New Guidelines Call for Broad Changes in Science Education

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Educators unveiled new guidelines on Tuesday that call for sweeping changes in the way science is taught in the United States — including, for the first time, a recommendation that climate changebe taught as early as middle school.


The guidelines also take a firm stand that children must learn about evolution, the central organizing idea in the biological sciences for more than a century, but one that still provokes a backlash among some religious conservatives.

The guidelines, known as the Next Generation Science Standards, are the first broad national recommendations for science instruction since 1996. They were developed by a consortium of 26 state governments and several groups representing scientists and teachers.

States are not required to adopt them, but 26 states have committed to seriously considering the guidelines. They include Arizona, Arkansas, California, Iowa, Kansas and New York. Other states could also adopt the standards.

Educators involved in drawing them up said the guidelines were intended to combat widespread scientific ignorance, to standardize teaching among states, and to raise the number of high school graduates who choose scientific and technical majors in college, a critical issue for the country’s economic future.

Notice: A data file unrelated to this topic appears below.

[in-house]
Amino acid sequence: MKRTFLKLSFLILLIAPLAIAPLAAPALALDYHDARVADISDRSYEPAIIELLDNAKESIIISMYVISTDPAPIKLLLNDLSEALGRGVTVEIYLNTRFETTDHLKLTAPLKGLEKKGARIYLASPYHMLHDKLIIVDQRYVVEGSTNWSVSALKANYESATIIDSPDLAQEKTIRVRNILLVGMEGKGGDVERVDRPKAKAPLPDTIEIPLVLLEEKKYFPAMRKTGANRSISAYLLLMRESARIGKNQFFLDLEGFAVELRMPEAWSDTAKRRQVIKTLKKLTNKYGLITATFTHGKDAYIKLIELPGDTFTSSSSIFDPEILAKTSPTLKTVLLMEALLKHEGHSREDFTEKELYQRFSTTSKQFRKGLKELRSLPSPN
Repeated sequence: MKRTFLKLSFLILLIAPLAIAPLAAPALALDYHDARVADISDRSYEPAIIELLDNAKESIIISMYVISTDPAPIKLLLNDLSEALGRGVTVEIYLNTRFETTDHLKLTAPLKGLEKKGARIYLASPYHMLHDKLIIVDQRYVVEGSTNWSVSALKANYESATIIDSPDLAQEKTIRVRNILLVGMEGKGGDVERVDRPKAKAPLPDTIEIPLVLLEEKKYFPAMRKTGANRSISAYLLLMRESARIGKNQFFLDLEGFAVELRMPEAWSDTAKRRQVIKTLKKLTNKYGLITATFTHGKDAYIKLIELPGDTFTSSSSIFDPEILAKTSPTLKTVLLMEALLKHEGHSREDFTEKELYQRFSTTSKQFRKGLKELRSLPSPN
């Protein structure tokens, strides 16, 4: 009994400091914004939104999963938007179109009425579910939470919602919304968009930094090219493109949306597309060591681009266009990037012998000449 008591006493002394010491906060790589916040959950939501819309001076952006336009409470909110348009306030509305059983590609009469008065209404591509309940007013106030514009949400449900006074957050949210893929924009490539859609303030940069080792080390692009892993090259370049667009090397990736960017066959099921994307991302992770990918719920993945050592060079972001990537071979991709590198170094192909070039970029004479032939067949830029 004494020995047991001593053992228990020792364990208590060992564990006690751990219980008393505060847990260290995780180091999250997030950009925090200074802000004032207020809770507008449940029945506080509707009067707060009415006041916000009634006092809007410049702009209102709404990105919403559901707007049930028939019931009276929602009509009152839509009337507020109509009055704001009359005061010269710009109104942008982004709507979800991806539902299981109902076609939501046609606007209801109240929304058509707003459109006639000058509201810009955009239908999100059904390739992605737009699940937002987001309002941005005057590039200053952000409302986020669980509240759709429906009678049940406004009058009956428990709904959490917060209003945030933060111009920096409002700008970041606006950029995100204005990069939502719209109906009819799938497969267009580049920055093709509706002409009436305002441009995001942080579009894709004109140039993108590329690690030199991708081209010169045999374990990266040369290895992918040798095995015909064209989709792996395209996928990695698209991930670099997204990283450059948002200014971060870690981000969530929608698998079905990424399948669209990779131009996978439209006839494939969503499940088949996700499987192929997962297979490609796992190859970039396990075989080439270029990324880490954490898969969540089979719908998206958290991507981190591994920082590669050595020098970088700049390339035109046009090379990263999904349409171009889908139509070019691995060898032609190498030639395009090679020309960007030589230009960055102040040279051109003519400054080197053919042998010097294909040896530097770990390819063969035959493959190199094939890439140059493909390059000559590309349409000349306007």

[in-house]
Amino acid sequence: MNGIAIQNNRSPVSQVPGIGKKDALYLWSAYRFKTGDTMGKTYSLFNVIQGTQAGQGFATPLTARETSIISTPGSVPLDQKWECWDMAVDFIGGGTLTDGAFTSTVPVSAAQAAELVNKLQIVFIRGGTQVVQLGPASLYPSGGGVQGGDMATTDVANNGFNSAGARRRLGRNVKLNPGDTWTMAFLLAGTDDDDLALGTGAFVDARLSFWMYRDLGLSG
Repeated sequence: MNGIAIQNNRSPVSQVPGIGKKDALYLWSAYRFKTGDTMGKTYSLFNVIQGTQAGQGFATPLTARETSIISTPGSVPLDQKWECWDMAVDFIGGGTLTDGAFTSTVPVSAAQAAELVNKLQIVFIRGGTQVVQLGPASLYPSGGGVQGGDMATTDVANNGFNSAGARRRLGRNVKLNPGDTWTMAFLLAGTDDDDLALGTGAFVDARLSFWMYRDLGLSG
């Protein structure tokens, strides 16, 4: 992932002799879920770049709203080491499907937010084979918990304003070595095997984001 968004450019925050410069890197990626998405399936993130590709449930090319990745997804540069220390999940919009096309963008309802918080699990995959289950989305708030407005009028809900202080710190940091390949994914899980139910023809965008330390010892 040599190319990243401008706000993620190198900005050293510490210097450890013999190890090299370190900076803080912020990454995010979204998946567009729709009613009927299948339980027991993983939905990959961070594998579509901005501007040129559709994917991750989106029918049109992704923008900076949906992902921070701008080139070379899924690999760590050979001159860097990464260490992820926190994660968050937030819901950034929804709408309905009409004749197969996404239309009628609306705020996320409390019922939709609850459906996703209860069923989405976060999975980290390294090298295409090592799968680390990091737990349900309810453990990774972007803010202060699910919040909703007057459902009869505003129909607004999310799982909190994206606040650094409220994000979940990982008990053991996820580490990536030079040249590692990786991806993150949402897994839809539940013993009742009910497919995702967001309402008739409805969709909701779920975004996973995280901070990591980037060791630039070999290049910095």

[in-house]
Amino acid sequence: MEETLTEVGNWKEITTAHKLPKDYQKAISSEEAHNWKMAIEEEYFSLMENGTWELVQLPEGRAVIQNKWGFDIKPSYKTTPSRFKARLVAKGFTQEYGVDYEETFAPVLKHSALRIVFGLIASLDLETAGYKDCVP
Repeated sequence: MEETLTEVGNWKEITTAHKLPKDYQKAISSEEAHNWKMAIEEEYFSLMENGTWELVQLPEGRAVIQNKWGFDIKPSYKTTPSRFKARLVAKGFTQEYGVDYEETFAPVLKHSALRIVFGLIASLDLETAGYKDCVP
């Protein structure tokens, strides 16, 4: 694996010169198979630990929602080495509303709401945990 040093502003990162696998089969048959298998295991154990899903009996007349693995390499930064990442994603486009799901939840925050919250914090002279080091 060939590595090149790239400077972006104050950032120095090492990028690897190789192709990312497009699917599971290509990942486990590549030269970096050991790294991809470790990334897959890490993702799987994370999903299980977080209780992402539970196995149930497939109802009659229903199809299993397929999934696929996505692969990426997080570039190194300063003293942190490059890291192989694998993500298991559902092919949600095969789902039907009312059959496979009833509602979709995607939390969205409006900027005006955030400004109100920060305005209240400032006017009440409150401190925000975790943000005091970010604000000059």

Written By: Justin Gillis
continue to source article at nytimes.com

4 COMMENTS

  1. Without strong American science standards within the education systems in America other countries will pick up the slack. On a purely competitive basis the complexity of solutions required to keep the U.S. productive and strong will not come out of those with bible studies as an undergraduate degree. to be leading you need to be leading edge in your educational direction

  2. In think the guidelines would have a better chance of being taken up if they were accompanied by a questionaire.

    After your children graduate, do you want them to A) be able to find a good job, or B) Get laughed at when they tell other people where they’re from?

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